Why Is Social Interaction Important in Young Children?
As a parent, you’ll soon learn that developing a sense of identity and belonging is essential for your young child’s transition from being a newborn to becoming an independent and self-confident adult. For children to develop their identity and personality, social interaction becomes essential.
Social interaction and identity
As adults, you probably wonder how you got to be the person you are today. Why do you think, feel, and react the way you do? Identity helps children understand who they are and understand the place to which they belong in this world that’s so large and complicated. In addition, it helps them to strengthen their personalities.
Identity is an essential and integral trait of people . But sometimes, the complex process of its formation is taken for granted. It certainly doesn’t happen overnight, people’s identities keep evolving and developing as life progresses. We could say that it begins when you’re a baby and continues throughout life.
Having an identity means understanding that a person is unique, understanding that we’re all different and that we belong to different places. Children’s social interactions will help them get to know themselves and have a strong sense of identity. The role they play at home, the roles they play when they’re with family or friends, everything is important.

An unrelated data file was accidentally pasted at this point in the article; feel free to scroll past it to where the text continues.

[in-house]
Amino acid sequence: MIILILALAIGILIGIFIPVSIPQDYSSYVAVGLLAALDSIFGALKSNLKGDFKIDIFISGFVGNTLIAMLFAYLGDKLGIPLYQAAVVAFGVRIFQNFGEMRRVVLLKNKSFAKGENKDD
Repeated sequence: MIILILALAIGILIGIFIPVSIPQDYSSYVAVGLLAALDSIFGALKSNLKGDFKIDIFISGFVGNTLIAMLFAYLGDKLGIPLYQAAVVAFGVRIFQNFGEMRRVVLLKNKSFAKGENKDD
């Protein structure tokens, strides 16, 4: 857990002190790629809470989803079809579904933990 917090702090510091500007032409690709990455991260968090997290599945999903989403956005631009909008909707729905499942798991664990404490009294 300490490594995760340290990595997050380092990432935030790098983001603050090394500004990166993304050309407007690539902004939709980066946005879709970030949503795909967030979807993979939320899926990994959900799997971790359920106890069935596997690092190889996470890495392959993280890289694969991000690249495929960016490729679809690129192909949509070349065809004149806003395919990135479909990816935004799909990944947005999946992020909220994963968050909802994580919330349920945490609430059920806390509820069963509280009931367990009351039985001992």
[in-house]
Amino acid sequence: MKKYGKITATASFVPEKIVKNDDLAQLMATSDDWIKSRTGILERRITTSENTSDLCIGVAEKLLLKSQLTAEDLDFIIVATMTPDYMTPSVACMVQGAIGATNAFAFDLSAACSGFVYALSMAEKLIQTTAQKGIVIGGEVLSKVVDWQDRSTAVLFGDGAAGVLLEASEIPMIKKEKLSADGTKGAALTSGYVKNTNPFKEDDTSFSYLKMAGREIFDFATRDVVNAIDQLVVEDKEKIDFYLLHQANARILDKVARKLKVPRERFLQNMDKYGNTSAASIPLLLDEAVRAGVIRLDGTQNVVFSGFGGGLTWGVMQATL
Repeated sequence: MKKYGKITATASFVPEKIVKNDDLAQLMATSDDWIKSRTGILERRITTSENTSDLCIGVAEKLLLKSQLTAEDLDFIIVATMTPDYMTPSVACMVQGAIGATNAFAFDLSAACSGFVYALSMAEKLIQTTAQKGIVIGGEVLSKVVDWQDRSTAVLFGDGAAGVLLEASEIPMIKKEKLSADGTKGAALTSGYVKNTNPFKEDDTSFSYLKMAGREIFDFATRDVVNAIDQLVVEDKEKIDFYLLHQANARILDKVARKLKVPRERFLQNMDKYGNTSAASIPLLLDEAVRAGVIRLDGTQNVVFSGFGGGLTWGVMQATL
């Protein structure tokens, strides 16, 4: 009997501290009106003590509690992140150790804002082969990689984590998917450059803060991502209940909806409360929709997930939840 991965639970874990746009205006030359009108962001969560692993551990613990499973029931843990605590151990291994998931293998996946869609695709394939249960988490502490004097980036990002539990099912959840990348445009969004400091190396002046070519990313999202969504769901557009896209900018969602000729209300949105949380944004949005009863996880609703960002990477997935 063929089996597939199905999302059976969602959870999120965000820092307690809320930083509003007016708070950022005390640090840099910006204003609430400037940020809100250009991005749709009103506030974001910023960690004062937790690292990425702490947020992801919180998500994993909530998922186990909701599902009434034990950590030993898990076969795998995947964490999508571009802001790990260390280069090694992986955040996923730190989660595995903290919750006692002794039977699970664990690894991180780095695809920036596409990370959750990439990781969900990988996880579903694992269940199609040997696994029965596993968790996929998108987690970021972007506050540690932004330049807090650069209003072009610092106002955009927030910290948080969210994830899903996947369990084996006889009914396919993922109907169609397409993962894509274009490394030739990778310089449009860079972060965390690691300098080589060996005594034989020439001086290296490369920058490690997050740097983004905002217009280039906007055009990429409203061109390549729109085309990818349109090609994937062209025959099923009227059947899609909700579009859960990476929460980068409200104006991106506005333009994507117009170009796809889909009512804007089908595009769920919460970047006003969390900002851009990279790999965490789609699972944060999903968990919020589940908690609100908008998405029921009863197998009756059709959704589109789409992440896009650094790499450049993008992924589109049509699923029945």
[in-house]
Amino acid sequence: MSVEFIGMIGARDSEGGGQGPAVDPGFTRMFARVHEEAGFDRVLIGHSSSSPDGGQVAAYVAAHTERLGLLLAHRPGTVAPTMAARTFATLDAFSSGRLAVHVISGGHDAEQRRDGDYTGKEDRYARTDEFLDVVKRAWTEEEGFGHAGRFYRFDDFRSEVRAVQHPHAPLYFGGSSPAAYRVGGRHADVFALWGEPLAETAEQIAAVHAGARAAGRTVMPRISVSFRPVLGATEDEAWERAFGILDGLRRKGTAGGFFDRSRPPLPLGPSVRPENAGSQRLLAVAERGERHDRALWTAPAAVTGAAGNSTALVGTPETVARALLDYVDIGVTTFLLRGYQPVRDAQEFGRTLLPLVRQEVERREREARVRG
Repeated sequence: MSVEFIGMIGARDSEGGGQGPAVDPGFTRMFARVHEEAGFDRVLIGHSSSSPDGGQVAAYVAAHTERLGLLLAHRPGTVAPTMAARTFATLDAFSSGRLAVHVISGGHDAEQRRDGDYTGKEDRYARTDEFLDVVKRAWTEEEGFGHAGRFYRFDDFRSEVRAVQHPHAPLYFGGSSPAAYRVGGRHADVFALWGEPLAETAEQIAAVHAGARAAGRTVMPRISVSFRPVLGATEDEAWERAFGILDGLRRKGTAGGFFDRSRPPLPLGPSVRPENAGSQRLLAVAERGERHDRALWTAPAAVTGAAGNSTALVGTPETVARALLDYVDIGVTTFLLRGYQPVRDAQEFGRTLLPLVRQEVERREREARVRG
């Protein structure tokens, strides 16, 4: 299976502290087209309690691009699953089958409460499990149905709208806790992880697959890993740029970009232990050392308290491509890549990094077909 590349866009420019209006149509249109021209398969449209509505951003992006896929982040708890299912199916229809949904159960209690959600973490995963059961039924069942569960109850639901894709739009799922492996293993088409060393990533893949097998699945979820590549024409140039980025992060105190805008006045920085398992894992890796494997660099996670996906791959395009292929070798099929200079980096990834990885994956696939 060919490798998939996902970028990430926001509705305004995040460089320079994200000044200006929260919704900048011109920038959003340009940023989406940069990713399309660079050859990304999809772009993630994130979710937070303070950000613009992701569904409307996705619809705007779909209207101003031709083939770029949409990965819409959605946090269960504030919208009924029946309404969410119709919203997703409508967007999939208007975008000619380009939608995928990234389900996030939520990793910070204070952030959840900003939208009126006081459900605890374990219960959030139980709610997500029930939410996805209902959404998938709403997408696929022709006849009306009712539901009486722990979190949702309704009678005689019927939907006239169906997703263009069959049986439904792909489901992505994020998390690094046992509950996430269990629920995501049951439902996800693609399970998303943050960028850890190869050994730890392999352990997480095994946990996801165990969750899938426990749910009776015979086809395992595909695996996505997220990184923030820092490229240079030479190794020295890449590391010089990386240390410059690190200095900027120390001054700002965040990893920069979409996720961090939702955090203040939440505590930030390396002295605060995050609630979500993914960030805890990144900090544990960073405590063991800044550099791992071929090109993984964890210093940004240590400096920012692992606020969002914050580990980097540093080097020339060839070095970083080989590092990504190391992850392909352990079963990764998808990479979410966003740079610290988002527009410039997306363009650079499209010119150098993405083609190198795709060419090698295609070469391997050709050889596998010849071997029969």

The importance of the child’s first relationships
A child’s first relationships are generally with their parents, but as children grow, relationships begin to change. It’s normal for parents and children to have conflicts . But this isn’t bad, because if they‘ re managed well, they result in interactions that will help children get to know each other better.
They’ll discover their own competencies, their independence, and their preferences.
Parenting has a significant impact on the identity of parents as they move from being a single couple to being parents of dependent beings. They even notice how their identities change when their children are babies, toddlers, school children, teenagers, or when they become parents of adults.
Social interaction with friends
In your children’s social interaction with their friends, children learn to initiate and maintain relationships. They learn the rules of negotiation and compromise, how to resolve conflicts , understand and accept people who are different from them, etc. Friendships are also another source of security and support, complementary to the one they receive from their parents.
Young children are sensitive observers of other people. The truth is, they’re continually making connections between the way they see how others behave and their feelings or states of mind. At the same time, these observations help them understand their own feelings and mental states, and in this way, they build their sense of identity.
Sometimes adults make the mistake of thinking that a person’s identity is an individual trait, but identity formation can only be built in a social context. Being close to other people, we’re able to understand ourselves, and in the same way, children need to interact with others .
Therefore, it’s a good idea, as a parent and adult, to ask yourself the question of how you’ve come to be who you are by looking back . And, looking forward , wondering who you’re becoming… Are you doing well down that path?
Ask in turn, who is your child becoming? Think about the relationships they have with friends and family to answer this question.It might interest you...
All cited sources were thoroughly reviewed by our team to ensure their quality, reliability, currency, and validity. The bibliography of this article was considered reliable and of academic or scientific accuracy.
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